Studio Ghibli: Whisper of the Heart (耳をすませば)

Whisper of the Heart (耳をすませば, Mimi o Sumaseba, lit. If you listen closely) is a 1995 Japanese animated romantic drama film directed by Kondou Yoshifumi (近藤 喜文) and written by Miyazaki Hayao (宮﨑 駿) based on the 1989 manga of the same name by Hiiragi Aoi (柊 あおい). It was the first theatrical Studio Ghibli film to be directed by someone other than Miyazaki Hayao or Takahata Isao.


Whisper of the Heart was Kondou's only film as director before his death in 1998. Studio Ghibli had hoped that Kondou would become the successor to Miyazaki and Takahata.

Tsukishima Shizuku is a 14-year-old student at Mukaihara Junior High School, where she is best friends with Harada Yuko  Living in Tokyo with her parents Asako and Seiya, as well as her older sister Shiho, Shizuku is a bookworm and is keen on writing. During an ordinary evening, she looks through the checkout cards in her library books. She discovers they have been checked out by Amasawa Seiji. Over the next few days, Shizuku encounters a young man, later revealed to be Seiji, who often annoys her.



Finding a cat riding a train, Shizuku follows it to discover an antique shop run by Nishi Shiro. In the shop there is a cat statuette, "The Baron", which is one of the main characters in a related film entitled The Cat Returns (猫の恩返し), which was released in 2002.

This might be one of Studio Ghibli's films that I liked to watch the most. It's beautiful! From the music to the animation, the atmosphere, the characters...

I like how it focuses in so "normal" daily lives, but how always something somehow supernatural changes everything, starting a whole new story, as the protagonist says in one of her lines.



The film score of Whisper of the Heart was composed by Nomi Yuji (野見 祐二). At times during the film, Shizuku translates John Denver's song "Take Me Home, Country Roads" to Japanese for her school's chorus club. She writes her own humorous Japanese version of the song, called "Concrete Road," about her hometown in western Tokyo. The songs were actually translated by producer Suzuki Toshio (鈴木 敏夫)'s daughter Mamiko with Miyazaki Hayao writing supplemental lyrics. These songs play a role at points in the story. A recording of "Take Me Home, Country Roads," performed by Olivia Newton-John, plays during the film's opening sequence. The song was also performed by Shizuku's voice actress Honna Youko (本名 陽子).

Please watch the trailer below, and let yourself be immersed in this lovely story :)



Also, listen to the main theme!



Studio Ghibli: The Cat Returns (猫の恩返し)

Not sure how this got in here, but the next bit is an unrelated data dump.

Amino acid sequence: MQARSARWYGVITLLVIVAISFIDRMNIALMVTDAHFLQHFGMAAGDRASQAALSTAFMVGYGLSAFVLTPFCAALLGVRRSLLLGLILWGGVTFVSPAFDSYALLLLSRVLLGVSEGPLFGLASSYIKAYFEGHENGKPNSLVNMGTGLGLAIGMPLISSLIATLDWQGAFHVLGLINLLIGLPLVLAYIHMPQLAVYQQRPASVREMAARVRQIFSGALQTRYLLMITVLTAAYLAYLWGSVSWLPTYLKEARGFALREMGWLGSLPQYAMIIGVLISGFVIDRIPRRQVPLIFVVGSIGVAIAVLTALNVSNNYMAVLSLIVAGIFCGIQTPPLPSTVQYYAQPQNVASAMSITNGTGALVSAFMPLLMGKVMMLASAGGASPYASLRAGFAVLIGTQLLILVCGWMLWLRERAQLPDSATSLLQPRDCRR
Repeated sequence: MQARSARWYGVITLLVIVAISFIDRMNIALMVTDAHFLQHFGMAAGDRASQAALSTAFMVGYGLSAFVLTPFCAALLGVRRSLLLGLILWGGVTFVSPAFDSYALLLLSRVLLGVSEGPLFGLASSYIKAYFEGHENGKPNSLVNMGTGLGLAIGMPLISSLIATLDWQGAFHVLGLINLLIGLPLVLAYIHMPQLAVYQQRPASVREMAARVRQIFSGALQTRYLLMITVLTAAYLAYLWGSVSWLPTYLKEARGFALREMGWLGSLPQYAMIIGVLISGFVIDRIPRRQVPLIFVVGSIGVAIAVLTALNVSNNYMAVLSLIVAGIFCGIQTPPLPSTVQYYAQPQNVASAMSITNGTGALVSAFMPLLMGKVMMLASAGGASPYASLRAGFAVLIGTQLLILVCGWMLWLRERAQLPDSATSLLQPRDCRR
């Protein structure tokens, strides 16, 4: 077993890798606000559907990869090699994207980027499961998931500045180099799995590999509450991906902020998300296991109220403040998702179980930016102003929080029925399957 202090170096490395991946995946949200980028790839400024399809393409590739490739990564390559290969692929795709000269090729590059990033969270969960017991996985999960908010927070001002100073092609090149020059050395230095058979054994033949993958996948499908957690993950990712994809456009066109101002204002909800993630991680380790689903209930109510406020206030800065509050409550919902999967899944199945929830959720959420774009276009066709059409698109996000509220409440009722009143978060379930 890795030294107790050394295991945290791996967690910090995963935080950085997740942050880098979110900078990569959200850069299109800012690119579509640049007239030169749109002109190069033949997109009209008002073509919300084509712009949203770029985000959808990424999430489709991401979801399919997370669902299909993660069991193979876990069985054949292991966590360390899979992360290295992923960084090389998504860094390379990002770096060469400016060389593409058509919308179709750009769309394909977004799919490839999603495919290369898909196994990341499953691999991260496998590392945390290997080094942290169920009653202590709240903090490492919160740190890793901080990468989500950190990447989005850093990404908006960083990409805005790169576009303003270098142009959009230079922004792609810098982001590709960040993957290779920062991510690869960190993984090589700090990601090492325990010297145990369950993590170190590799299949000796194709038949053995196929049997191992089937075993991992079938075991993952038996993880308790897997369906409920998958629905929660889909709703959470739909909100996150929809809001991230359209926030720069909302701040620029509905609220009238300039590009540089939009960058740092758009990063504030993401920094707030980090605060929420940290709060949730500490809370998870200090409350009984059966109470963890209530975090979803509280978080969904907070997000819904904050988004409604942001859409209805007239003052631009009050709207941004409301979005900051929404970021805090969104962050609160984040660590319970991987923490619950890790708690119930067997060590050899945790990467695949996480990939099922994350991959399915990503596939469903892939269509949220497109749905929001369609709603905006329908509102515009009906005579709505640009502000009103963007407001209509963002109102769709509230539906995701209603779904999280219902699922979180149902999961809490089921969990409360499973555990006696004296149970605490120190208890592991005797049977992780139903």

The Cat Returns (猫の恩返し, Neko no Ongaeshi, lit. The Cat's Repayment) is a 2002 Japanese animated drama film directed by Morita Hiroyuki (森田宏幸). A spin-off of Whisper of the Heart (耳をすませば, Mimi wo Sumaseba, lit. If You Listen Closely), it was theatrically released in Japan on July 19, 2002 through the Toho Company. It received an Excellence Prize at the 2002 Japan Media Arts Festival.


The story is about a girl named Haru, a quiet, shy and ditzy high school student who has a suppressed ability to talk with cats. One day, she saves a darkly-colored, odd-eyed cat from being hit by a truck on a busy road. The cat is Lune, Prince of the Cat Kingdom. As thanks, the cats give Haru gifts of catnip and mice, and she is offered the Prince's hand in marriage. Her mixed reply is taken as a yes.

The rest is up to you to imagine, or watch for yourself! :)



In 1995, Studio Ghibli released a film entitled Whisper of the Heart (耳をすませば, Mimi wo Sumaseba, lit. If You Listen Closely), about a girl writing a fantasy novel. Although the girl's life had no magical elements, the film featured short fantasy scenes depicting what the girl was writing of the Baron, a character of her novel, was so popular that an indirect sequel was made, featuring the Baron and another girl, a high school student, named Haru. Muta also returned.


Personally, I think it was a really fun movie! It has lots of interesting elements, and that touch of "curiosity" that is so common to Studio Ghibli's movies. It's really easy to feel attracted from the start to the end of this great work (^^)

Enjoy the trailer below!


Dulcinea Quartet, what a great concert!

Last Sunday, I went to Dulcinea Quartet first concert of their 2015 Japan Tour!


It was held next to the Tokyo JR Station, in Tokyo Tatemono Yaesu Hall, a place where I had never been to, and that was really beautiful!